Home » Review: Verve Ones – Truly wireless, but not the finished product

Review: Verve Ones – Truly wireless, but not the finished product


First came EarIn. Then came a whole range of ‘truly wireless’ headphones. Motorola (or Binatone, who actually produced these) were not far behind rest of the pack, and got in first with their offering, the Verve Ones. They come in two flavours, the regular (Verve Ones), and the sportier, water proof version, the Verve Ones Plus. Shaped like something from the movie Her, you pop these in your ears, and off you go. They connect to your phone via Bluetooth, and act as a headset, giving you both music as well as phone calls.

Now that we already have Apple’s AirPods on the scene, the novelty of this technology seems to be drifting away. However, as we found in our test, these still have a bit of way to go before they become common place.


These offer the following features:

  • Completely wireless smart earbuds
  • Siri and Google Now compatible
  • Up to 12 hour play time with charge case
  • Dual mics for clear calls
  • Deep, rich HD sound

On top of this, the Verve Ones Plus offer an IP rating of IP57, giving you a waterproof headset that can easily deal with sweat.

Our review unit was the vanilla Verve Ones, though we did take them running.

Look and feel


The headphones come with their own case. The case is rather important as not only does it serve as the only way to charge these, but also important for connecting to the associated up.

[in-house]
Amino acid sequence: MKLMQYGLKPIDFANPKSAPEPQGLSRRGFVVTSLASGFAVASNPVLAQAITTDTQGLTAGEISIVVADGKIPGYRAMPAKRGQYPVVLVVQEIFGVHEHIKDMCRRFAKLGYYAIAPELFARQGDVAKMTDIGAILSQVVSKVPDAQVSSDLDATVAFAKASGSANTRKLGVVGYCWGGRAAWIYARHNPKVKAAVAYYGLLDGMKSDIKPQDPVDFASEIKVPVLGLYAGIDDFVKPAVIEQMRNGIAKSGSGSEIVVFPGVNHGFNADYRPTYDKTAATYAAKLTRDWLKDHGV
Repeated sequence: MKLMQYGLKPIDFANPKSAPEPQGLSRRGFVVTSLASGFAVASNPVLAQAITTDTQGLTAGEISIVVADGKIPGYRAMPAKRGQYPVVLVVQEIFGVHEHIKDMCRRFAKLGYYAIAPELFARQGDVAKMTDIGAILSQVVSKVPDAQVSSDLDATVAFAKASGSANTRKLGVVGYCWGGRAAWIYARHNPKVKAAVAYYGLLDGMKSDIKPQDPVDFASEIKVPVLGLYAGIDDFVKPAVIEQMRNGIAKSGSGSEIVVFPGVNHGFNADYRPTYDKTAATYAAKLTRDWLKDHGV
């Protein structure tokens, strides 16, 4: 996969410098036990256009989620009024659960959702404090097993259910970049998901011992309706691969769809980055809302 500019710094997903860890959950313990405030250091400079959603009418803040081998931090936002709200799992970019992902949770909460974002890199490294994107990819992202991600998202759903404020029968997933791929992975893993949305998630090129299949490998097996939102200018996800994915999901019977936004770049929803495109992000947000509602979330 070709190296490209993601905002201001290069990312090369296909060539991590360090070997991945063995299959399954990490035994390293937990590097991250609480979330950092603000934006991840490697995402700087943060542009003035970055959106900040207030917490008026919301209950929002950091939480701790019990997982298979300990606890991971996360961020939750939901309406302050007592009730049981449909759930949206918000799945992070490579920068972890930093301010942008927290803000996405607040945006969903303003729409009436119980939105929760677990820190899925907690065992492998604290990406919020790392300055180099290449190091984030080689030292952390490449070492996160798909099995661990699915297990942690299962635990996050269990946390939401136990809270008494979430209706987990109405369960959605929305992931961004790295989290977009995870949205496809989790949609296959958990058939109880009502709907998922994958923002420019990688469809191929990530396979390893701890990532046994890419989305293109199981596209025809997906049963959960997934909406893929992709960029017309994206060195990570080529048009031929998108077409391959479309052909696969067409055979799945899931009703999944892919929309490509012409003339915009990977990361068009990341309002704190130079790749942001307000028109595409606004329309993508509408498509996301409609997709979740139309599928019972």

One side of the case shows off the Motorola logo, while the other side has a micro USB connection as well as an LED. The edge can be rotated to open or close the case, revealing or hiding the Verve Ones. When the case is open, they are awake, when it is closed, they are asleep.

The case is hard, and fits into a top pocket quite easily, but not quite the thing you’d leave in your trouser pockets. Specially not in jeans.


The headphones themselves are small and easily squeeze inside your ear. They have LEDs on top and issue clear audible signals when they are trying to connect, or connect. The LEFT one is the dominant one, which is responsible for connecting to your device, while the RIGHT one follows suit. As such, it is important to make sure at least the LEFT one is in in your ear when you are trying to pair these.


The set up can be done in two stages. You can either pair these straight away to your phone, like any other Bluetooth headsets.

Or you can take it a step further and install the Hubble Connect for VerveLife app. This app adds extra features such as ‘last location’, equalizer settings as well as ability to enable a feature called ‘Pass Through’. You can only use the app when the headphones are in their case.

Sound Quality

Normally we cover sound quality at the end of headsets. After all, isn’t everything else less important? Not so with these. There is connectivity, fitness and functionality to look at.

So, what is the sound like? Actually, quite nice. It is a bit heavy on the bass, but a lot of in-ear headphones sound like that anyway, so it is true to that. Sound levels are appropriate and can be set to be loud enough to drown out the noise, and give you isolation, or give you just enough sound that you can still be aware of any going ons around you. This is particularly useful if you are wearing these while running or cycling.

Overall though, trying various tracks and types of music, these do rather well. On a slightly higher volume, you get a good amount of detail, and the sound is reasonably balanced.